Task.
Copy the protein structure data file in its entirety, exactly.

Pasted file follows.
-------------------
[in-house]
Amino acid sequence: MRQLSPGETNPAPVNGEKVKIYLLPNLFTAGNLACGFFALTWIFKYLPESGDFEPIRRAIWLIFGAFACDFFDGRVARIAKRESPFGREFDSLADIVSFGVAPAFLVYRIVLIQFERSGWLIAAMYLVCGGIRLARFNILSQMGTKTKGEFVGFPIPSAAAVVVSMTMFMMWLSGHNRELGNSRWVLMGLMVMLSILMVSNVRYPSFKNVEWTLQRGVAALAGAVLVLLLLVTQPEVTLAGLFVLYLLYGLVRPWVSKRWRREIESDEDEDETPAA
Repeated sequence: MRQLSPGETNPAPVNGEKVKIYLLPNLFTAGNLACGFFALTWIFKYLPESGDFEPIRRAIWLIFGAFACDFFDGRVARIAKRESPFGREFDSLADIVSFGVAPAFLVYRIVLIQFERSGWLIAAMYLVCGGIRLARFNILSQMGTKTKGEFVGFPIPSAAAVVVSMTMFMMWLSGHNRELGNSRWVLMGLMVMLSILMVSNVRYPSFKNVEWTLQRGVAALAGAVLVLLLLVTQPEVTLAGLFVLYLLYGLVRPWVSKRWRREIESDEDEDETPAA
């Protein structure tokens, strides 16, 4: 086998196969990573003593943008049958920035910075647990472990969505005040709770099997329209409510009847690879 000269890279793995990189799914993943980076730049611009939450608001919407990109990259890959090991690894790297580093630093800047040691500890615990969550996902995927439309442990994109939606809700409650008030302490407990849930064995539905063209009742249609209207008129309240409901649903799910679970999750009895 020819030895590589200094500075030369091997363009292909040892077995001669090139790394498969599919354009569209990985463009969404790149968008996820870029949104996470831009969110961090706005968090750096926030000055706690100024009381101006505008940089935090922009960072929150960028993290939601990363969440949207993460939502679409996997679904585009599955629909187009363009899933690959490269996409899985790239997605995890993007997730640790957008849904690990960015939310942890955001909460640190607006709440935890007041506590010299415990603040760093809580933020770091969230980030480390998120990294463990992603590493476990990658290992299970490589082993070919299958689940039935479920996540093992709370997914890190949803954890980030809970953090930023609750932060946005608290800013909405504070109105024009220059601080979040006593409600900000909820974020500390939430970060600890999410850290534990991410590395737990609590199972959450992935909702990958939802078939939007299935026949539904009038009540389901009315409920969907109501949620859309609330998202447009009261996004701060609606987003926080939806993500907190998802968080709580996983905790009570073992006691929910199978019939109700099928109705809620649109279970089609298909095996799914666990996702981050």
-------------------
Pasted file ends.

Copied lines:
[in-house]
Amino acid sequence: MRQLSPGETNPAPVNGEKVKIYLLPNLFTAGNLACGFFALTWIFKYLPESGDFEPIRRAIWLIFGAFACDFFDGRVARIAKRESPFGREFDSLADIVSFGVAPAFLVYRIVLIQFERSGWLIAAMYLVCGGIRLARFNILSQMGTKTKGEFVGFPIPSAAAVVVSMTMFMMWLSGHNRELGNSRWVLMGLMVMLSILMVSNVRYPSFKNVEWTLQRGVAALAGAVLVLLLLVTQPEVTLAGLFVLYLLYGLVRPWVSKRWRREIESDEDEDETPAA
Repeated sequence: MRQLSPGETNPAPVNGEKVKIYLLPNLFTAGNLACGFFALTWIFKYLPESGDFEPIRRAIWLIFGAFACDFFDGRVARIAKRESPFGREFDSLADIVSFGVAPAFLVYRIVLIQFERSGWLIAAMYLVCGGIRLARFNILSQMGTKTKGEFVGFPIPSAAAVVVSMTMFMMWLSGHNRELGNSRWVLMGLMVMLSILMVSNVRYPSFKNVEWTLQRGVAALAGAVLVLLLLVTQPEVTLAGLFVLYLLYGLVRPWVSKRWRREIESDEDEDETPAA
């Protein structure tokens, strides 16, 4: 086998196969990573003593943008049958920035910075647990472990969505005040709770099997329209409510009847690879 000269890279793995990189799914993943980076730049611009939450608001919407990109990259890959090991690894790297580093630093800047040691500890615990969550996902995927439309442990994109939606809700409650008030302490407990849930064995539905063209009742249609209207008129309240409901649903799910679970999750009895 020819030895590589200094500075030369091997363009292909040892077995001669090139790394498969599919354009569209990985463009969404790149968008996820870029949104996470831009969110961090706005968090750096926030000055706690100024009381101006505008940089935090922009960072929150960028993290939601990363969440949207993460939502679409996997679904585009599955629909187009363009899933690959490269996409899985790239997605995890993007997730640790957008849904690990960015939310942890955001909460640190607006709440935890007041506590010299415990603040760093809580933020770091969230980030480390998120990294463990992603590493476990990658290992299970490589082993070919299958689940039935479920996540093992709370997914890190949803954890980030809970953090930023609750932060946005608290800013909405504070109105024009220059601080979040006593409600900000909820974020500390939430970060600890999410850290534990991410590395737990609590199972959450992935909702990958939802078939939007299935026949539904009038009540389901009315409920969907109501949620859309609330998202447009009261996004701060609606987003926080939806993500907190998802968080709580996983905790009570073992006691929910199978019939109700099928109705809620649109279970089609298909095996799914666990996702981050």